"The law does not bother with trifles."
The expression de minimis is derived from the Latin phrase, "de minimis non curat lex," which was perhaps the only Latin most of us learned in the late 1990s as policymakers struggled with how to treat public employees' use of the Internet.
The result was myriad compromises that were often internally inconsistent but good enough to get by. Many agencies got by through allowing de minimis use of e-mail and the Web -- that is, use "of insufficient significance" that would not interfere with official state business or use public property for personal gain.
It was an imprecise definition but appealed to the better angels of public employees to use common sense, and to the agencies for which they worked to not set traps for employees that were not liked.
Even at that, many policies on Internet use differentiated among media, insisting that a short phone call home to inform your family you would be home late was allowable but that same message sent by e-mail was a violation.
Anachronistic then; anachronistic now.
In April 2006, John B. Spooner, administrative law judge at the New York City Office of Administrative Trials and Hearings, ruled that visiting Web sites is equivalent to talking on the phone or reading a newspaper -- activities that have long been allowed in public workplaces providing they do not hinder work productivity.
The decision was rendered after Spooner presided over a case brought by the New York City Department of Education against Toquir Choudhri, a 14-year veteran worker in its human resources office, who was charged with -- among other things -- "disobeying an order to cease using the Internet for personal business."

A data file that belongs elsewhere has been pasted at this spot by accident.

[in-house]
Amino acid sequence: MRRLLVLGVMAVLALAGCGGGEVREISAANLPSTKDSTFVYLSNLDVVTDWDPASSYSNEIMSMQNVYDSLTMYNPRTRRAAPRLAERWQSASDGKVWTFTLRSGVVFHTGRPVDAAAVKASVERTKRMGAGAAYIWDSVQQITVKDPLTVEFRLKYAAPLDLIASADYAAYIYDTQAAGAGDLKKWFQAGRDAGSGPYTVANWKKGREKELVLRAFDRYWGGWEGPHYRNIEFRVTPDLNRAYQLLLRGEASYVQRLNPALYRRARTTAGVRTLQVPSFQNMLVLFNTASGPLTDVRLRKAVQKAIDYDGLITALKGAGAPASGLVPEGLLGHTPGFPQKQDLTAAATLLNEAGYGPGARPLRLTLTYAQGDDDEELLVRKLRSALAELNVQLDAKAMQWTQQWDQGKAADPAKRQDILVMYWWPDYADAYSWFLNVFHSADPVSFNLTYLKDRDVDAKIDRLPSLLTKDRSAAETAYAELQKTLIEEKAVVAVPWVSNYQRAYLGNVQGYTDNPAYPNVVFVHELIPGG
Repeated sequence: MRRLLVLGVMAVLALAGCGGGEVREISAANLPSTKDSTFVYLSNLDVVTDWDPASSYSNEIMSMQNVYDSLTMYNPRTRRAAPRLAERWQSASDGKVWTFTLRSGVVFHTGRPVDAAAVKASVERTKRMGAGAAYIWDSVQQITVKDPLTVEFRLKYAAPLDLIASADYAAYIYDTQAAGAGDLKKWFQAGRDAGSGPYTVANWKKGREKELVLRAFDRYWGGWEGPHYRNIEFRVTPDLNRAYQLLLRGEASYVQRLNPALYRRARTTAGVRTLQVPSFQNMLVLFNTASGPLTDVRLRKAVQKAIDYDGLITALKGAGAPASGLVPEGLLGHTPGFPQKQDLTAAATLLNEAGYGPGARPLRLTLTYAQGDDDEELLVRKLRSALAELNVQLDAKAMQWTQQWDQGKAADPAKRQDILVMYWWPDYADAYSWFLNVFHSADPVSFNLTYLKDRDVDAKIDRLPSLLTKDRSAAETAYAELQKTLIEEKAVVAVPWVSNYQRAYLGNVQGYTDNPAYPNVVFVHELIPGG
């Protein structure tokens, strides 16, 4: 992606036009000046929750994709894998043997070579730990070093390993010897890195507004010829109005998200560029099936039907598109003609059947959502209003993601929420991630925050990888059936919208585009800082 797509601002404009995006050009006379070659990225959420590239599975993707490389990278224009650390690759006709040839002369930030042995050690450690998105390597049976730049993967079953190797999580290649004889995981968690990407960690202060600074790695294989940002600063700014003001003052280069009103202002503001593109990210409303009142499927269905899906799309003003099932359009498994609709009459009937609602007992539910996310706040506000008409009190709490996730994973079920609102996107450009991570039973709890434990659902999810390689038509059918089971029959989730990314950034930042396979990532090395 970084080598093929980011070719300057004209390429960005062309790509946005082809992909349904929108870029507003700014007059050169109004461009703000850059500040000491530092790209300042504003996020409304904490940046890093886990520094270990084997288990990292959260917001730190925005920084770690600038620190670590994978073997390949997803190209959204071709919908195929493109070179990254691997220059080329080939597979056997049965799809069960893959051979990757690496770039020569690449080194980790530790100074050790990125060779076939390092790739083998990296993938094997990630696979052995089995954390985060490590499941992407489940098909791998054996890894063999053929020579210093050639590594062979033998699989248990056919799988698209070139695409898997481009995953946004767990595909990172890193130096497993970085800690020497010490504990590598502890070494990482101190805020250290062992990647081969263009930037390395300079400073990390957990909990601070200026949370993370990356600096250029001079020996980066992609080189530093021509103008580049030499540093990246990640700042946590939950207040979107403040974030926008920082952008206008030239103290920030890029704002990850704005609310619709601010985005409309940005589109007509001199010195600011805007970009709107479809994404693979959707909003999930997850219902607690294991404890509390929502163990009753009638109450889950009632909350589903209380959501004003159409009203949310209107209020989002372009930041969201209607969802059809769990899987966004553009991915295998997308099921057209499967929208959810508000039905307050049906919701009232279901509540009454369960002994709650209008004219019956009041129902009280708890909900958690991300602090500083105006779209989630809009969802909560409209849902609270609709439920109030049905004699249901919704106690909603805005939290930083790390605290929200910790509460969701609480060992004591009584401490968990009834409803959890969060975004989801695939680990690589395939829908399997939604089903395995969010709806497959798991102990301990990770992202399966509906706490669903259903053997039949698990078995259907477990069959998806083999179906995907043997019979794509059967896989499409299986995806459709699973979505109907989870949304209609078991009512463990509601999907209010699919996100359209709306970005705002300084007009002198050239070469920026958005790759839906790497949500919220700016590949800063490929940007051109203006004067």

Spooner's written decision detailed how Choudhri crossed his supervisors, and how matters escalated to direct exchanges between Choudhri and the department's deputy executive director, Gary Barton.
In a memo based on the department's monitoring of the Web sites visited by Choudhri -- which included cbsnews.com, cnn.com, google.com, humanesociety.com, escapeartist.com, renewnyc.com and other travel-related sites including aircanada.com -- Barton asked Choudhri what he was doing on the Internet.
Choudhri responded to the memo with a one-word reply written at the bottom: "Reading." Spooner found the reply "insubordinate," "impertinent" and "intended to be sarcastic" -- all suggesting that the "respondent had no innocent explanation for writing the reply."
If Spooner had issues with the sometimes-snippy Choudhri, he was even more direct with agency management, stating, "There were only the most minor of adverse consequences to respondent's use of the Internet."
Spooner added, "It was apparent that the insubordination charges were largely the result of Mr. Barton's [and others'] anger at their perceptions of respondent's arrogance rather than a general concern about office morale."
Importantly there is no record that Choudhri visited objectionable sites -- such as pornography, hate speech, or politics -- while at work. Equally important, Spooner's decision declared the Internet essential to doing the public's work while cautioning employers not single out individuals for unequal treatment, whether you like them or not:
It should be observed that the Internet has become the modern equivalent of a telephone or a daily newspaper, providing a combination of communication and information that most employees use as frequently in their personal lives as for their work. For this reason, city agencies permit workers to use a telephone for personal calls, so long as this does not interfere with their overall work performance. Many agencies apply the same standard to the use of the Internet for personal issues. This widespread recognition that Internet use is essential to living in the technological world does not excuse respondent's disobedience to Mr. Barton's order. However, it does suggest that the order that only respondent was prohibited from using the Internet for any personal reasons was unusually harsh and arbitrary, motivated by anger rather than a concern for office productivity.
Even with a conclusion worthy of framing, Spooner's ruling is only advisory, not binding. Alas, it appears as difficult to adjudicate common sense as it is to legislate it.